If you want to jump deeper into ethical consumerism, read about the brands that did it right by checking out our ethical brands and socially responsible marketing article.
Implementing Paid and Organic Social Media Strategy to Show Social and Ethical Responsibility
Social media is multifaceted; it brings out the best and worst in its users. Businesses are analysed under a microscope and bad decisions can be magnified and blown out of proportion, pushing businesses into crisis-mode. Remember Snapchat’s offensive ad game that asked customers would they rather “slap Rihanna” or “punch Chris Brown”? The ad not only received significant backlash but reportedly cost the company $650 million…
On the other hand, if utilised effectively, social media can also shine a light on the great work businesses do – both for the world, and their customers. So, here are some tips for putting your clients in their best light.
1.You Can’t Pull a Rabbit out of the Hat When it Comes to Altruism
Firstly, you must understand what ethical/ sustainable/ community-friendly practices your client is implementing. These practices don’t have to be as large-scale as Tesla’s proposed 5.5 million-square-foot Gigafactory powered by solar energy unless your client has a few billion dollars to spare.
Start with small achievements: recycling paper and waste, using natural light or energy-saving LED bulbs, partnering with a charity, sponsoring community events – you get the idea.
2.Refocus Paid Campaigns to Highlight Altruistic and Ethical Practices
With CSR being such a driving force for consumers when it comes to purchasing decisions, it makes sense to put this at the forefront of your marketing strategy. Share what your client is doing for the community or the planet, or if they’re not there yet, share what they’re planning to do. What steps are they taking to take responsibility for their impact on the world?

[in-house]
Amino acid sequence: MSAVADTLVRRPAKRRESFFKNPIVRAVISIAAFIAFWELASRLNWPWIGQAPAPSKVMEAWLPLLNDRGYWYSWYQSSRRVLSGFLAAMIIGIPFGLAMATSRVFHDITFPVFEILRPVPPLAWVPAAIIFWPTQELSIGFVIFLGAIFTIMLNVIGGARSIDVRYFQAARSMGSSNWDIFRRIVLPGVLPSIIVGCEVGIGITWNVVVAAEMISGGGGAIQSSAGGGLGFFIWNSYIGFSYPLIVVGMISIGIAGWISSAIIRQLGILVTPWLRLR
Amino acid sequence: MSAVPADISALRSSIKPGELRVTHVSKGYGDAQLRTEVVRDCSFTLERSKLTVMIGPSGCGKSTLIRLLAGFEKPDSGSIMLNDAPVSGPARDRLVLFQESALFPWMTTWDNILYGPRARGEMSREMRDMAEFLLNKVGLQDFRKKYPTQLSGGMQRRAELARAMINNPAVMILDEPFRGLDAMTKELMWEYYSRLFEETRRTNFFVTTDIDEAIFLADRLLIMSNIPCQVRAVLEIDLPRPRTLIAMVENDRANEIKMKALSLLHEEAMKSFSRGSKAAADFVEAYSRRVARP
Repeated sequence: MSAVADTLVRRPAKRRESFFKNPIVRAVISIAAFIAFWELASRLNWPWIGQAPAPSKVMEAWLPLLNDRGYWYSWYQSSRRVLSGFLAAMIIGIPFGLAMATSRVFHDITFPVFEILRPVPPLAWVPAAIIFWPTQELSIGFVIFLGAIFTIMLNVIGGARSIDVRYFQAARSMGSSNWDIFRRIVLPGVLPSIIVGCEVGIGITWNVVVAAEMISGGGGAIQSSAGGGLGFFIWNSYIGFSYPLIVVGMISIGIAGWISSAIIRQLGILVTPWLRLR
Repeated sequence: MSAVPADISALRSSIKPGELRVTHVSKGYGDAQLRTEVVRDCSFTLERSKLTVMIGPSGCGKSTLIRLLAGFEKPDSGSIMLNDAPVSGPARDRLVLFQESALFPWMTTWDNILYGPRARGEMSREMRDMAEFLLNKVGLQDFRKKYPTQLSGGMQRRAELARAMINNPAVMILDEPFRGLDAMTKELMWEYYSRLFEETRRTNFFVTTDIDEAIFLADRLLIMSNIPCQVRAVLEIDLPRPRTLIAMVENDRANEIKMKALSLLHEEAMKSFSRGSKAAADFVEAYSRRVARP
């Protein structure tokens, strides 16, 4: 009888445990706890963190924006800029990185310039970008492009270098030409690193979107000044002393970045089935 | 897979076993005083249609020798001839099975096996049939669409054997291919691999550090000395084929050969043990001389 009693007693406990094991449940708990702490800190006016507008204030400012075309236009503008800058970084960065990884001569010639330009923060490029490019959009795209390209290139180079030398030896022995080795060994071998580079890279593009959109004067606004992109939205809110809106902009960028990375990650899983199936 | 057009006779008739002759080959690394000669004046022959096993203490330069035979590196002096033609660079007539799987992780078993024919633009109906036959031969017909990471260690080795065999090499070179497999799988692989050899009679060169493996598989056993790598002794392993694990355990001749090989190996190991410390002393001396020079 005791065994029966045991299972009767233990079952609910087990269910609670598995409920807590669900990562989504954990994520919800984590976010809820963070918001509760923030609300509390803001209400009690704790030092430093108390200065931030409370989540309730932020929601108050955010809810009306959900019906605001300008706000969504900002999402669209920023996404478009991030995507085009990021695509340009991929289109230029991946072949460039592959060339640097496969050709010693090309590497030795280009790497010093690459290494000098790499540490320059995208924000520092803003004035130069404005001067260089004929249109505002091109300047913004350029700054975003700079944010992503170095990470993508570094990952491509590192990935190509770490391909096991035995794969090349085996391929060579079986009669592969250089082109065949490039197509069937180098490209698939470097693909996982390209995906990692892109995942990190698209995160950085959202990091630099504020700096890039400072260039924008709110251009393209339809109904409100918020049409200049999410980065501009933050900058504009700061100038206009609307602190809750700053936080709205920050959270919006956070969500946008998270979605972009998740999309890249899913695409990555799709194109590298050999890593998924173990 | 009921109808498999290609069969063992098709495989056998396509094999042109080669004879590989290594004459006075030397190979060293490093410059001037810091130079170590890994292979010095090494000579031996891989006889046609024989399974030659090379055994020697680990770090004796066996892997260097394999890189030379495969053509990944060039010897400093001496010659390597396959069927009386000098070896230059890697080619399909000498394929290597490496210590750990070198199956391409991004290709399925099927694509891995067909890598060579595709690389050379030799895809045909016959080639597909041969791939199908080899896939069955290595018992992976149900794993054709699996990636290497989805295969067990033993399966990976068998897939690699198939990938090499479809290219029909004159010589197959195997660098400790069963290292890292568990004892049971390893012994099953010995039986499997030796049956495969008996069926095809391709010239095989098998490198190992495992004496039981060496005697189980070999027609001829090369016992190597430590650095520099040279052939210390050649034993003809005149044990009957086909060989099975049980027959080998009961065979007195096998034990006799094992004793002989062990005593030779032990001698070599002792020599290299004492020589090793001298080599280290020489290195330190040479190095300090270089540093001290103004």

A big word that we’re all going to hear from now on is transparency. For businesses, being transparent is the cool new thing. Not that anyone’s complaining – it’s a smart and progressing move.
Recently, Pure Blonde, the Australian beer company, introduced their new and ‘disruptive’ campaign and product: the Pure Blonde Organic lager. So, how exactly is this campaign disruptive or transparent?
Well, they’ve started by publicly publishing the entire recipe and brewing process for the beverage. If that isn’t transparent, we don’t know what is.
The Carlton and United Breweries Marketing VP, Brian Phan, explained that this decision was strategically designed to follow trends showing consumers being more conscious of ingredients lists.
By no means are we saying you should reveal every aspect of your client’s business, but showing openness and transparency towards your consumers is a definite winner (especially for consumers).
The Power of Social Media
While social media often gets a bad rap for its impact on society, sometimes it also works miracles. Whether you’re a fan or not, you can’t deny the power of social media in today’s world, especially when it comes to spreading awareness of social issues and starting powerful movements. Regardless of where your company stands on implementing altruism in its marketing and social media strategy, it’s important to consider these trends as we continue to see growth and ROI in these areas.
Are you out of your depths when it comes to planning paid social media campaigns? Anchor Digital can help. Our team of experts are highly capable in all forms of digital marketing, from SEO to social media. You don’t have to brave the digital waters alone. Come and chat with us to discuss your goals.